Shallot and garlic soup

Matt Tebbutt uses easy-peeling banana shallots for this surprisingly mellow soup topped with crispy fried onion rings
By Matt Tebbutt
Shallot and garlic soup
  • Rating:
  • Serves: 4
  • Cook Time: 50 minutes
  • Prep Time: 25 minutes
  • Effort: easy


For the soup

  • 2 tbsp olive oil
  • 50 g butter
  • 3 large banana shallots, diced
  • 2 bay leaves
  • 2 sprigs thyme
  • 1 whole garlic, peeled and roughly chopped
  • 2 large baking potatoes, peeled and diced
  • 1 litres chicken stock, or vegetable stock
  • 200 ml double cream

To serve

  • 1 large banana shallot, cut into fine rings
  • 1 tbsp cornflour, for dusting
  • 250 ml vegetable oil, for deep-frying
  • warm, crusty bread

Tips and Suggestions

Shallots have great shelf life. Stored in a cool, dark, dry place with good air circulation they will keep for several weeks.


1. Heat the olive oil and 40g of the butter in a large saucepan. Add the shallots, bay leaves and most of the thyme and sweat for about 10 minutes or until the shallots are soft but not coloured.

2. Stir in the garlic, cover and cook gently for another 10 minutes, checking and stirring from time to time to prevent burning. Add the potatoes and continue cooking for another 5 minutes, stirring often.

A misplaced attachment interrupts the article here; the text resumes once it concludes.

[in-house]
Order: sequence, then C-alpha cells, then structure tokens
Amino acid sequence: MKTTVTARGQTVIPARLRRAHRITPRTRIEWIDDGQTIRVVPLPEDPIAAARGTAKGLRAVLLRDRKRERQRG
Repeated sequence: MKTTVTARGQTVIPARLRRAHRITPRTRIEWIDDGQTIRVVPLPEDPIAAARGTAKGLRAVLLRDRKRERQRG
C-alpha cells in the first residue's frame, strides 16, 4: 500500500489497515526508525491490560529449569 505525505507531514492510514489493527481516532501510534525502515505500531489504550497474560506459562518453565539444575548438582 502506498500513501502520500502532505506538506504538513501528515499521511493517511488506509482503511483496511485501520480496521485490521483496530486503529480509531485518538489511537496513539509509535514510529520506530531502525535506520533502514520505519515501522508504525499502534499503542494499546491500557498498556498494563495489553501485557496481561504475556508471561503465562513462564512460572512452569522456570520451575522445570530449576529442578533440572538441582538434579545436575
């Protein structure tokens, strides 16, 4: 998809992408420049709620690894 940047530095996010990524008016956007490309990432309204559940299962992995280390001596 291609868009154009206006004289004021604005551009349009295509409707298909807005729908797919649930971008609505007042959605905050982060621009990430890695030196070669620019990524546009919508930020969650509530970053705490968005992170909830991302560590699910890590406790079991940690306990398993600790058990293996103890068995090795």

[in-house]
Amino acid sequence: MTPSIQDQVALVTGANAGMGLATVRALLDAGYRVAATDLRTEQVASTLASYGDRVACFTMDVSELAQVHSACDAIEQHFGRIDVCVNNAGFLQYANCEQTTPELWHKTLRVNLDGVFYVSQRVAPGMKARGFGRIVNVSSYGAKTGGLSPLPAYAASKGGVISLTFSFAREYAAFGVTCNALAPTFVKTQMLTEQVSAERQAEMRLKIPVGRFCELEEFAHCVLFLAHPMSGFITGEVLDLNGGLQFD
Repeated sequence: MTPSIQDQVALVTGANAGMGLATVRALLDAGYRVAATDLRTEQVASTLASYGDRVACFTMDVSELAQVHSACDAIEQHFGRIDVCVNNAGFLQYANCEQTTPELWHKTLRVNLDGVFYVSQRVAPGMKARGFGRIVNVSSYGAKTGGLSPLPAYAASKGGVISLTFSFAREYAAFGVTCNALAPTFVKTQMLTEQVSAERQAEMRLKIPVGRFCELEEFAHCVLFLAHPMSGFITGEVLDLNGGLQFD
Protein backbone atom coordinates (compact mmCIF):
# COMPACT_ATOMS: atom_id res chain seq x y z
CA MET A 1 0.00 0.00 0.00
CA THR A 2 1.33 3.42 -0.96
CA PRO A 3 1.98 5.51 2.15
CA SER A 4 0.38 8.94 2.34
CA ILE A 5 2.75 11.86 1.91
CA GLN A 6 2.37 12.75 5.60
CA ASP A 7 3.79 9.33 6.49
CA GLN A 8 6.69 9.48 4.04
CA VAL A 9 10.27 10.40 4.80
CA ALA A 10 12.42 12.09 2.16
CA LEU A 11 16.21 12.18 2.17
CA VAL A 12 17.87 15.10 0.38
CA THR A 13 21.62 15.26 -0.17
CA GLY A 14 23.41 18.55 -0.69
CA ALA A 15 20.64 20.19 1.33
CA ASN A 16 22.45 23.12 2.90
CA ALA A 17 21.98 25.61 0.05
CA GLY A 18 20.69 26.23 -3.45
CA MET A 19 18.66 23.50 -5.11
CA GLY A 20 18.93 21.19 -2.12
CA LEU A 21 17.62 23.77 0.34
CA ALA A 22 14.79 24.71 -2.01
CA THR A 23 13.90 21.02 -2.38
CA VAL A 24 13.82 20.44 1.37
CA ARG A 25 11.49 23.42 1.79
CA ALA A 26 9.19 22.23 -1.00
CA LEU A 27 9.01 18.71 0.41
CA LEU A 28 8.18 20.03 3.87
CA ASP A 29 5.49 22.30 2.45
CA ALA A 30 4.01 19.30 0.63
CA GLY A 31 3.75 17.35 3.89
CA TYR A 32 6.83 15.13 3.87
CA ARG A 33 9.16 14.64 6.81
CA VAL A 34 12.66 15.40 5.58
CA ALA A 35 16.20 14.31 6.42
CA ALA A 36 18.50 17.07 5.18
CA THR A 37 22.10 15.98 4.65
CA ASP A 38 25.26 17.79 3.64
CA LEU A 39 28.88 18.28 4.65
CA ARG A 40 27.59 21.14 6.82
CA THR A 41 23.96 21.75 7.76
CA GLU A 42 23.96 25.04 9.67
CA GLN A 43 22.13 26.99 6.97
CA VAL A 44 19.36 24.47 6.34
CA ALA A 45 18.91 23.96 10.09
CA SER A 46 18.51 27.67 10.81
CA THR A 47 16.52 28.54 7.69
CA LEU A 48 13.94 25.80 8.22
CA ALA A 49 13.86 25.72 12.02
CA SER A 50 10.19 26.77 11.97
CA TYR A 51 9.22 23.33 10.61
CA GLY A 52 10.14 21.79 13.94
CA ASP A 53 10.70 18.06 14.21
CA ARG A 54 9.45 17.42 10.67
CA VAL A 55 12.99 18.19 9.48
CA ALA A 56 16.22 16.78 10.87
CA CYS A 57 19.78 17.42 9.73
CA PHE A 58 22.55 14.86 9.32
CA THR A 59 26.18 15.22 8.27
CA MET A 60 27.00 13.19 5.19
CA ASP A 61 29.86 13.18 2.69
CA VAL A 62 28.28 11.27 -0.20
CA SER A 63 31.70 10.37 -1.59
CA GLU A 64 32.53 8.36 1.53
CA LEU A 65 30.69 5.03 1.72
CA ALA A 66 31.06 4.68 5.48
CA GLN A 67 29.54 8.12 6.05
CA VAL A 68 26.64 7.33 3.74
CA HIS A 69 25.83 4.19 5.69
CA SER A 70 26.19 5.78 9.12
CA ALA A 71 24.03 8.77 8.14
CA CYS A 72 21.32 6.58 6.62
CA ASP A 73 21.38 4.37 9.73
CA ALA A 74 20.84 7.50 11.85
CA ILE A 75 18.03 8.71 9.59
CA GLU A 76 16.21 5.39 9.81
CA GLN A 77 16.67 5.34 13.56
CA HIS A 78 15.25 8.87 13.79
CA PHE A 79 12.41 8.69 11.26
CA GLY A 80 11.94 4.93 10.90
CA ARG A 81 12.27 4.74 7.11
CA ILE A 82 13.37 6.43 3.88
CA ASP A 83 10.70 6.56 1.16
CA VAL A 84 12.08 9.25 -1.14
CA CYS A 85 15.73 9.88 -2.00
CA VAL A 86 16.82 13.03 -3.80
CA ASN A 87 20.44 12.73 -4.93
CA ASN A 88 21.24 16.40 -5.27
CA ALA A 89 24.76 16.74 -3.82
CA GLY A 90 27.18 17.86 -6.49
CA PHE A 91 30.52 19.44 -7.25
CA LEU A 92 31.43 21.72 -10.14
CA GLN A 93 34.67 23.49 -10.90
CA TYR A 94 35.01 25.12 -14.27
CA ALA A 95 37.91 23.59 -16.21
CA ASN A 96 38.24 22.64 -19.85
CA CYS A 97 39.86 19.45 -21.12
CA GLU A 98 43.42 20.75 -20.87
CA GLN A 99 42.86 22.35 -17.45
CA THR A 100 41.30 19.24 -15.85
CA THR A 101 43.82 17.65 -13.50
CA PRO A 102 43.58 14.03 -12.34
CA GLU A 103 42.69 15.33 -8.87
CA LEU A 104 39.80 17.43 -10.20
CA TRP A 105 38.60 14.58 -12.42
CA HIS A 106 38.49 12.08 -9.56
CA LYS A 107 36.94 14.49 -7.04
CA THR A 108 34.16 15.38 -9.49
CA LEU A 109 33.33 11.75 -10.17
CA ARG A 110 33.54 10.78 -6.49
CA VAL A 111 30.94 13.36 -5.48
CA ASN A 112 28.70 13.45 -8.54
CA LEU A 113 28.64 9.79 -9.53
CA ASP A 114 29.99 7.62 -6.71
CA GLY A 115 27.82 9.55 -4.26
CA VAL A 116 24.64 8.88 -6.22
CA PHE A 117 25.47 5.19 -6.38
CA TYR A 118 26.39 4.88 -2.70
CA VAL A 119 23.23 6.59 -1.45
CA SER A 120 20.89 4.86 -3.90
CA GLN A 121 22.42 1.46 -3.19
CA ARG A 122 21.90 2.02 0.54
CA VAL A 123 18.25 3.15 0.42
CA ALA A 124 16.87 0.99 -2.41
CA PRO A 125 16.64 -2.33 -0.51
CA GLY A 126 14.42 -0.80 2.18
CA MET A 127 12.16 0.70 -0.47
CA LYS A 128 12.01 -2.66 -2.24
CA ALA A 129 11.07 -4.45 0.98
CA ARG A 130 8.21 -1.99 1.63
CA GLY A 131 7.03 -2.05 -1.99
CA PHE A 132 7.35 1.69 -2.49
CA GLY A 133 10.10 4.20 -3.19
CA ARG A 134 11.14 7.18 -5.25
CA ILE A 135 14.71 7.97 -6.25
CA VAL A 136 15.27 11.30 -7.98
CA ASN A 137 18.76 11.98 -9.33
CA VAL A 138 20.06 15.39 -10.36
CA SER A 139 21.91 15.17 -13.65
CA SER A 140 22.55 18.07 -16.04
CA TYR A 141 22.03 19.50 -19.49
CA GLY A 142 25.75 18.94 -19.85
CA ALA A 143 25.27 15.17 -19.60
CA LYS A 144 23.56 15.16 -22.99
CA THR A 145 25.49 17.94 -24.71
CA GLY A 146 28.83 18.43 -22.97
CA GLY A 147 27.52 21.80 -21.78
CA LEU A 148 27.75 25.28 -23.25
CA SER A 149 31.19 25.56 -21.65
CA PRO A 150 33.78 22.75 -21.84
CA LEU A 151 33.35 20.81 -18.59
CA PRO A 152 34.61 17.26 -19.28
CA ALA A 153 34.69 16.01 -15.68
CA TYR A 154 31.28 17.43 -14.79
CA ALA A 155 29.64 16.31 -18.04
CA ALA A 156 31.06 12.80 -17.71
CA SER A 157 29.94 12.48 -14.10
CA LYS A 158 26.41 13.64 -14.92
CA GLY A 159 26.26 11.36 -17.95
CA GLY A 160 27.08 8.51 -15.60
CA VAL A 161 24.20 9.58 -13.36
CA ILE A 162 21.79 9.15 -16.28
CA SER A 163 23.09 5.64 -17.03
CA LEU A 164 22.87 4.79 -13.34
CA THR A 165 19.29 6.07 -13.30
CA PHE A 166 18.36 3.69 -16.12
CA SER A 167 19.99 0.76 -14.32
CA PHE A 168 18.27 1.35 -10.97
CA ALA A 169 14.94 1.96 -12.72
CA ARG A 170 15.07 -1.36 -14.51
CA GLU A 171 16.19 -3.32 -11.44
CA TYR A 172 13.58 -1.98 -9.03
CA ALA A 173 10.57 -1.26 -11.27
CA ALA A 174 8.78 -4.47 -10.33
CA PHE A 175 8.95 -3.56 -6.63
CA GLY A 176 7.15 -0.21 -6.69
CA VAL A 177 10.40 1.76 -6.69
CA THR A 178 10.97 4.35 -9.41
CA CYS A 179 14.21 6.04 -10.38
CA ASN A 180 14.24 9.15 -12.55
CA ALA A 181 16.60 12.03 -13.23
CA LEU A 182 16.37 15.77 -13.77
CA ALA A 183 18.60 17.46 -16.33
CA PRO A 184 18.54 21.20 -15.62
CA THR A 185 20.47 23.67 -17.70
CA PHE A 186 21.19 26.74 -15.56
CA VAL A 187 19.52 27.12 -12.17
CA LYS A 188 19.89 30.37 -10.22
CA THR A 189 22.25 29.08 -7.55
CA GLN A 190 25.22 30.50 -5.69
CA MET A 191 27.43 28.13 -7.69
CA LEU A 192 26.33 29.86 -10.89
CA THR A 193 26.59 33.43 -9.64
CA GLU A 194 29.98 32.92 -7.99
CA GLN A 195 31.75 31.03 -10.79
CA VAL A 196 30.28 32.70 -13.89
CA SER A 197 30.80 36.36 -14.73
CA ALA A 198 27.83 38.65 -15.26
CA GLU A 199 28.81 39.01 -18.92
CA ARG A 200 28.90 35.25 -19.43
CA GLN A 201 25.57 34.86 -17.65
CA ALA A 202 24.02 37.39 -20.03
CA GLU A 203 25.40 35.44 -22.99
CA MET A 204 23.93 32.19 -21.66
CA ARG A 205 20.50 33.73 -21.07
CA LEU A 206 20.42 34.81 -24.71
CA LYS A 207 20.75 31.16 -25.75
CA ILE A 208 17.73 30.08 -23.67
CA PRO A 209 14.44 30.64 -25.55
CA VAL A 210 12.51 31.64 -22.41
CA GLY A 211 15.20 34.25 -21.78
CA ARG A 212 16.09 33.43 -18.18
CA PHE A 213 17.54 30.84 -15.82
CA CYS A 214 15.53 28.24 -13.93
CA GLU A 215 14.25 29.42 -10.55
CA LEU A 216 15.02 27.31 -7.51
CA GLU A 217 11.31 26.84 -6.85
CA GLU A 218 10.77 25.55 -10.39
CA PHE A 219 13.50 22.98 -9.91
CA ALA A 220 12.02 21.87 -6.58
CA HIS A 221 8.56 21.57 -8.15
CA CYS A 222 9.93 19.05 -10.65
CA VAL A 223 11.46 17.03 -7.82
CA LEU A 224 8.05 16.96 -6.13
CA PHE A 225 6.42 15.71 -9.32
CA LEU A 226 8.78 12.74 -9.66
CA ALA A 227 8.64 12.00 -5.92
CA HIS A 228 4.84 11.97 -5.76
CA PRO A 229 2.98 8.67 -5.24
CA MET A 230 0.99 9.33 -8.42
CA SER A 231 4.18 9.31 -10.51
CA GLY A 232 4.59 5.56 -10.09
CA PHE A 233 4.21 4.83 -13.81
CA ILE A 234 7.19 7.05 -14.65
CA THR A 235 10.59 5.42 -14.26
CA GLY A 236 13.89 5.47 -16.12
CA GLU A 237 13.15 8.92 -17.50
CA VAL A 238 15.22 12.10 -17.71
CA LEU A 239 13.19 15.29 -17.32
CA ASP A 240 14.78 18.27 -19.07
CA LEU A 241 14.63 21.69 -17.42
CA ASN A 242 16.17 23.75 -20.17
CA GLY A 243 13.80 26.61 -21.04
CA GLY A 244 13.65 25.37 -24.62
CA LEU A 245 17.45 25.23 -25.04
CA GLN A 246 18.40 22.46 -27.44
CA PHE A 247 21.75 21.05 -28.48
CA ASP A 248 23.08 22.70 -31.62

3. Pour in the stock and bring to the boil. Simmer for 20 minutes or until all the ingredients are soft. Add the cream and return the soup to the boil before removing it from the heat.

4. Meanwhile, prepare the garnish. Cover the fine rings of shallot with salt and leave for 10 minutes. Rinse away the salt the pat the shallot rings dry with kitchen paper or a tea towel. Dust the rings with the cornflour. Heat the vegetable oil in a heavy-based saucepan and, once hot, fry the rings until golden and crisp. Drain on kitchen paper.

5. Blend the soup until smooth, adding the remaining butter. Push it through a fine sieve and then taste and adjust the seasoning as necessary.

6. Pour the soup into warmed bowls and top each with a small handful of crispy shallots. Sprinkle with the last of the thyme then serve with lots of warm crusty bread and a rich red wine.

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